Staff Development in the New World
A Good Quick Guide to Hiring a Leader or Manager
Building a skilled team and hiring the right people for the right roles can be challenging, particularly in this new, unfamiliar world. There are two primary ways to recruit for a vacant role - internally, or externally.
In today’s article, we explore how you can build a skilled, competent, and high-achieving team by recruiting externally and having a strong, structured approach to interviewing potential candidates. To bring the recruitment and interviewing process to life in this article and show you how it translates to real life, we use the steps we took when recruiting a Skills Coach Team Leader as an example throughout this article.
Internal vs External Recruitment
Internal and external recruitment both have their advantages and disadvantages, and each approach is more suitable in different circumstances. For example, when we were recruiting for a Skills Coach Team Leader position, we decided to recruit internally as we already had someone experienced and qualified for the role at our company.
External recruitment can be a great option, particularly for SMEs, as it widens the talent pool and allows you to find an ideal candidate that is truly right for the role. External recruitment can also be very beneficial when hiring a leader or manager as leadership requires a very specific natural talent that not everyone has, so by recruiting externally you increase your chance of finding a candidate that is a natural-born leader. Hiring a natural-born leader means that they will likely be ready to fully take on the role sooner as, whilst they will need some training to solidify their knowledge, natural-born leaders usually require less training than an internal hire who may not naturally suit a leadership role.
Once we decided to recruit internally, it was time to formulate the interview plan. To do this effectively, it’s important to have an understanding of the true aim and purpose of interviews, common interview traps to avoid, and how to host a truly great interview that gets you the candidate your team desires and needs.
Common Interview Mistakes to Avoid
Firstly, it’s important to note what interviews aren’t - they aren’t about giving candidates countless questions, which can be very intimidating and off-putting for even the best talent. Interviews are about determining whether the candidate would be the right fit for the role and company and if they have the aptitude needed to succeed in the role you’re looking to fill.
When holding interviews, there are several common mistakes that people make, including:
- Letting their liking of the candidate personally overshadow whether they are actually right for the role or not
- Asking generic questions in all interviews for all positions, rather than tailoring the questions to the role
- Assuming that someone will be a good leader just because they are good at their current job e.g. in our example, assuming someone would be a good Skills Coach Team Leader just because they’re a good Skills Coach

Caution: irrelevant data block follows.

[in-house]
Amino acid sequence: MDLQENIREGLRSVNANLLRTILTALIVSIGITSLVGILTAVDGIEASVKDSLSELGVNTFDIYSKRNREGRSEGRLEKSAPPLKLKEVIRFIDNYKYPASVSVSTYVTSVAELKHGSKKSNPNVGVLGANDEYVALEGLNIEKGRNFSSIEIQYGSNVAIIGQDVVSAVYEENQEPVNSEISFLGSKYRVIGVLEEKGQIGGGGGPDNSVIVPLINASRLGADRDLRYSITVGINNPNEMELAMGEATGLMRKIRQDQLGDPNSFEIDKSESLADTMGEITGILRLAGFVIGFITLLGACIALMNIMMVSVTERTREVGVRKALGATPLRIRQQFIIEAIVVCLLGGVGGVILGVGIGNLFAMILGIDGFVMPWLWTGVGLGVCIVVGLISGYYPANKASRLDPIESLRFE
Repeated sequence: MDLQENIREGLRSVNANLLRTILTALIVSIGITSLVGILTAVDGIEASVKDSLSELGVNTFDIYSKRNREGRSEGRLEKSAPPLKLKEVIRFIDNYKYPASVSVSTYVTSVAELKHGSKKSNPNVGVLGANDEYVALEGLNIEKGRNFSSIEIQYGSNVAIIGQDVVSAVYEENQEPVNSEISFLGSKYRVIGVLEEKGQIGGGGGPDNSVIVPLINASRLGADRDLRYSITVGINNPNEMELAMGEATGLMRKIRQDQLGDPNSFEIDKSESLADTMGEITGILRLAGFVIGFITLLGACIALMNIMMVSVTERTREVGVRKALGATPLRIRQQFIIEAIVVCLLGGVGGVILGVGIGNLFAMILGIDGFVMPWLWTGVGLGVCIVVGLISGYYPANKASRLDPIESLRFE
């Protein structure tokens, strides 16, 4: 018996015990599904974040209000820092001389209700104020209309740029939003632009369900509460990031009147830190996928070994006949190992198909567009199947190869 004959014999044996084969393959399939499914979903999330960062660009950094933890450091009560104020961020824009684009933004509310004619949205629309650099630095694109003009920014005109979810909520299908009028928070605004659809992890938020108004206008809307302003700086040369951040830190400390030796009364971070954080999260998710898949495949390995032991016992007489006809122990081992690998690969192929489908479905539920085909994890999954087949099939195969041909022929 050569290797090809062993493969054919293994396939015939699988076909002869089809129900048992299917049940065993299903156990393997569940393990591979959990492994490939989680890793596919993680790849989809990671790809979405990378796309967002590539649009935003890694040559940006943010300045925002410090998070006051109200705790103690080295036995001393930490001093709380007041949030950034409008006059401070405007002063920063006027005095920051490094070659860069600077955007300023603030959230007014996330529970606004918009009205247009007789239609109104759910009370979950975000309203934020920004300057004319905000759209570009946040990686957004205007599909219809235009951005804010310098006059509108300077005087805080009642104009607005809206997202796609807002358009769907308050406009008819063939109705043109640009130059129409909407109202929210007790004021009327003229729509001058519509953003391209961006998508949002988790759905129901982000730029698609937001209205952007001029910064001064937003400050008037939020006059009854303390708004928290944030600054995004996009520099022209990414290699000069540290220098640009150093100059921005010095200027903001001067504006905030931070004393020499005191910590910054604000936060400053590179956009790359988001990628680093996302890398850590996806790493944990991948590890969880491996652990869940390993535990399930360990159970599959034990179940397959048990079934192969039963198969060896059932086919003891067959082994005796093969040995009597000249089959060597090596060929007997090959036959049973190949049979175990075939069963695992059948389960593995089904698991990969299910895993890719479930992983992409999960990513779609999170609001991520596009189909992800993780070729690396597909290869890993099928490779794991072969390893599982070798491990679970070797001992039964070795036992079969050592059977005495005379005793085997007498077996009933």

- Trusting the candidate's CV too much and not making sure they can actually demonstrate all of the skills and knowledge that they claim to have
How to Hold a Fantastic Interview
Avoiding these mistakes is relatively simple - you just need to plan ahead. Failing to prepare is preparing to fail.
By creating a good, concrete interview process, you can make sure that you’re hiring the right people for the right roles. There are 3 main steps to creating a great recruitment plan:
1. Identify the Required Skills, Competencies, and Behaviours
Doing this helps you better understand what your ideal candidate looks like and what skills, competencies, and behaviours you need to look out for during the interview.
2. Develop Interview Questions
Based on the skills, competencies and behaviours you identify, you then need to develop interview questions which determine whether the candidate meets this criteria or not. For example, if one of the competencies for our Skills Coach Team Leader role was prior experience of using Slack, one question that we could ask would be “How would you create a new channel in Slack?” - this would signify whether they actually had experience with the software.
3. See How The Candidate Matches Up to the Criteria
In the interview, ask the questions you have developed and make sure you keep a written record of what they reply and whether it meets the competencies or not. This not only informs your final decision of who to hire once you have completed all of your interviews, it also provides you with a written account of exactly what was said so if you have to refer back to this, you have a record. This can be particularly helpful should anyone question you around your selection process.
Our Tried and Tested Example Interview Pack
As we have mentioned throughout this article, we used this structured approach to create an interview pack when hiring for a Skills Coach Team Leader position and it worked very well for us.
If you’re looking for some ideas on what you could put into an interview plan for a similar role or if you just want to see how the information in this article translates into an actual plan, you can click here to download our example interview pack.
Until next time...